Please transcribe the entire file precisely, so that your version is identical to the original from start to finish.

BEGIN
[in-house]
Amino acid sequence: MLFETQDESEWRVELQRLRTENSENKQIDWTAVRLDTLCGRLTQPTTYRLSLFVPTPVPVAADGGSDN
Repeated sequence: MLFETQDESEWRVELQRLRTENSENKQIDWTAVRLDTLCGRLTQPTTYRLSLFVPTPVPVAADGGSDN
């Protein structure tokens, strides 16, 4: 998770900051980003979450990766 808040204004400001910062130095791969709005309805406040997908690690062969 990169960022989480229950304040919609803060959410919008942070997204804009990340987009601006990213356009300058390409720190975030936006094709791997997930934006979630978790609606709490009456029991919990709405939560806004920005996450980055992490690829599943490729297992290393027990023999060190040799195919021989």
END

[in-house]
Amino acid sequence: MLFETQDESEWRVELQRLRTENSENKQIDWTAVRLDTLCGRLTQPTTYRLSLFVPTPVPVAADGGSDN
Repeated sequence: MLFETQDESEWRVELQRLRTENSENKQIDWTAVRLDTLCGRLTQPTTYRLSLFVPTPVPVAADGGSDN
């Protein structure tokens, strides 16, 4: 998770900051980003979450990766 808040204004400001910062130095791969709005309805406040997908690690062969 990169960022989480229950304040919609803060959410919008942070997204804009990340987009601006990213356009300058390409720190975030936006094709791997997930934006979630978790609606709490009456029991919990709405939560806004920005996450980055992490690829599943490729297992290393027990023999060190040799195919021989």